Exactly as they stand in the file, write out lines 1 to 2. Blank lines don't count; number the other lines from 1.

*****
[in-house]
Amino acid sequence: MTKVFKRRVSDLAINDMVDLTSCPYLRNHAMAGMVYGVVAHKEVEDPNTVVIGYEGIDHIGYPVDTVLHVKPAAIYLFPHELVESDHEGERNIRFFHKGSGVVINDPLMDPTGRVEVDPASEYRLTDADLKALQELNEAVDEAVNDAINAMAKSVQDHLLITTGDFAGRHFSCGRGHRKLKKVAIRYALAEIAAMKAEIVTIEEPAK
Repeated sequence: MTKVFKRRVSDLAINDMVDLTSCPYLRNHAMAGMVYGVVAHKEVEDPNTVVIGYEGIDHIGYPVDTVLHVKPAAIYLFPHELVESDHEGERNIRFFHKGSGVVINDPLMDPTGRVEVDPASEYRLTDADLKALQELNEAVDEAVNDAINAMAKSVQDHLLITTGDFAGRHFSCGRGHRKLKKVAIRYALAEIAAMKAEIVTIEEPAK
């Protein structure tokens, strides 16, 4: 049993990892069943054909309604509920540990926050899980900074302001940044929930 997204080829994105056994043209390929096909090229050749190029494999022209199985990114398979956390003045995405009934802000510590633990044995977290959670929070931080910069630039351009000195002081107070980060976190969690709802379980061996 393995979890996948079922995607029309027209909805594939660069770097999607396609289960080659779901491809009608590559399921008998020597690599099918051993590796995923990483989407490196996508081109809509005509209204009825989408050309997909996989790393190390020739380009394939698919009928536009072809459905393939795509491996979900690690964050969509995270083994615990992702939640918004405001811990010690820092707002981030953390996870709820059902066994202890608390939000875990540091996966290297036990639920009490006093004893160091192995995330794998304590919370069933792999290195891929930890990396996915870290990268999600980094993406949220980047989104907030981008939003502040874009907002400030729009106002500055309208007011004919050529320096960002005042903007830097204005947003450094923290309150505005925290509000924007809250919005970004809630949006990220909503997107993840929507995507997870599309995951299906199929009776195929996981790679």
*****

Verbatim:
[in-house]
Amino acid sequence: MTKVFKRRVSDLAINDMVDLTSCPYLRNHAMAGMVYGVVAHKEVEDPNTVVIGYEGIDHIGYPVDTVLHVKPAAIYLFPHELVESDHEGERNIRFFHKGSGVVINDPLMDPTGRVEVDPASEYRLTDADLKALQELNEAVDEAVNDAINAMAKSVQDHLLITTGDFAGRHFSCGRGHRKLKKVAIRYALAEIAAMKAEIVTIEEPAK